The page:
Saudi Arabia has launched a drive to end monopoly practices in its massive construction industry to promote fair completion and upgrade the sector, a local newspaper reported on Friday. 

The government has tasked the “General Authority for Competition” to conduct a study to identify malpractices  in the Gulf Kingdom’s construction sector, the largest in the Middle East, the Arabic language daily Almadina said. 

The study is meant to “pinpoint the causes of weak competition” in the contracting sector in the world’s largest oil exporter, the paper said. 

“It is also intended to highlight monopoly practices and privileges enjoyed by some companies, improve transparency and to come out with solution to guarantee fair completion in order to regulate the market and upgrade the sector….the ultimate aim of the study is to totally eliminate monopoly practices in the construction sector.”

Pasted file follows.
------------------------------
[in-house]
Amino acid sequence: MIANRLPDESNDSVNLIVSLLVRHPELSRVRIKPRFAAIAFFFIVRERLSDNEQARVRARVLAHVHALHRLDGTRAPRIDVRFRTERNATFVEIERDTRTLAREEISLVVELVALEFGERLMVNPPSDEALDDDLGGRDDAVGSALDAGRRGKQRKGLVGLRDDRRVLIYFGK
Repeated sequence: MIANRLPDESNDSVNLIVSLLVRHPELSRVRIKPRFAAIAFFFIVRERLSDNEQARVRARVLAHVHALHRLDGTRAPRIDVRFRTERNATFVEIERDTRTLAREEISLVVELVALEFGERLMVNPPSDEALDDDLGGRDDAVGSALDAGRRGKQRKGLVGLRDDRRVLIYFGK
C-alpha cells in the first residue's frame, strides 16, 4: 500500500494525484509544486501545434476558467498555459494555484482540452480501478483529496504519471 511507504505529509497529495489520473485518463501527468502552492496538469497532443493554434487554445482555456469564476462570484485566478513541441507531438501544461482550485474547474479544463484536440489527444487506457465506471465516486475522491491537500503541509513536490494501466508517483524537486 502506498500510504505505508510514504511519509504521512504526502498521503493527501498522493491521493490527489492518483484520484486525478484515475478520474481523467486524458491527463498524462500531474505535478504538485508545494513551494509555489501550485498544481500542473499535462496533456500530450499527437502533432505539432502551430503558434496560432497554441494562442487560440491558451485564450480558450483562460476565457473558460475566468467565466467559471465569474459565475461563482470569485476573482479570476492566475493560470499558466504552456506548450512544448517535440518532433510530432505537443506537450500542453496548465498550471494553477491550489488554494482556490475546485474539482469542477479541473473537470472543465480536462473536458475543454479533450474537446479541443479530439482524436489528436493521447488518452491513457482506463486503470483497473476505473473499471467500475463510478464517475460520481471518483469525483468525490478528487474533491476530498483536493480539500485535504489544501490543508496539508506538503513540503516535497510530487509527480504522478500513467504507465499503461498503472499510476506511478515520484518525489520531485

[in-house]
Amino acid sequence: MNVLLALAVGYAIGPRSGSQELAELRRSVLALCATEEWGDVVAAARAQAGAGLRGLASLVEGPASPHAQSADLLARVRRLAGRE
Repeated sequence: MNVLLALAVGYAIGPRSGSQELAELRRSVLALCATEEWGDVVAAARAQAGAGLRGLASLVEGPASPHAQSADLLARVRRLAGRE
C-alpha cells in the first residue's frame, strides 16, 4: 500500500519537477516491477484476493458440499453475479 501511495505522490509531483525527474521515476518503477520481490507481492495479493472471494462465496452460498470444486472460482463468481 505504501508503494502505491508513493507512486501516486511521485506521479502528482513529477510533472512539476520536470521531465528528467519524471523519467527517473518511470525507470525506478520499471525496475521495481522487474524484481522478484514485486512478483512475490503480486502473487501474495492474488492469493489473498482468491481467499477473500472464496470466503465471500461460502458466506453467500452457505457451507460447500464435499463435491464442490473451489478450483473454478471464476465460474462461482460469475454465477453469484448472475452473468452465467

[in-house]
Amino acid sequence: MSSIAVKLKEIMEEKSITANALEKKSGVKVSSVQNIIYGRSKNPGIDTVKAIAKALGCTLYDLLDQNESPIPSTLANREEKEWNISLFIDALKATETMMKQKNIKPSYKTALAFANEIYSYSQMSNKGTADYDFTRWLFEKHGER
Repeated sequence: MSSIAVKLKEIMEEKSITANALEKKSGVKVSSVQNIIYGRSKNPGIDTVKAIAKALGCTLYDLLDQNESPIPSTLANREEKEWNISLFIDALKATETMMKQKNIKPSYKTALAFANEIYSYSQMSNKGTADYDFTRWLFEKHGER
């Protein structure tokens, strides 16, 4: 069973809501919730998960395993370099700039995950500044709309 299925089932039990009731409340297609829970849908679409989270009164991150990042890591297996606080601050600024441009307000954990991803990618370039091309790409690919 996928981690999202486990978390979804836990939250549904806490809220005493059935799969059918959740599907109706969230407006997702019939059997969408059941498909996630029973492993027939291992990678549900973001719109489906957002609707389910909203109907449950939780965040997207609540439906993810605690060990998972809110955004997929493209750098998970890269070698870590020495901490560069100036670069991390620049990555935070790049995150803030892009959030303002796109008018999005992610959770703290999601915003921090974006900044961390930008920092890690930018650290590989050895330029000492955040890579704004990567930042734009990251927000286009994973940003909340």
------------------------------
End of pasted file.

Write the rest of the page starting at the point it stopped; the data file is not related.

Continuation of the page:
According to the report, the Authority believes the study is vital at a time when the contracting sector in the largest Arab economy is growing fast thanks to a sharp increase in projects as part of the country’s Vision 2030. 

It noted that Saudi Arabia, which controls the world’s second largest extractable oil deposits, is either executing or completing at least 5,000 projects worth more than $1.6 trillion after the end of counter-Coronavirus curbs. 

(Writing by Nadim Kawach; Editing by Anoop Menon)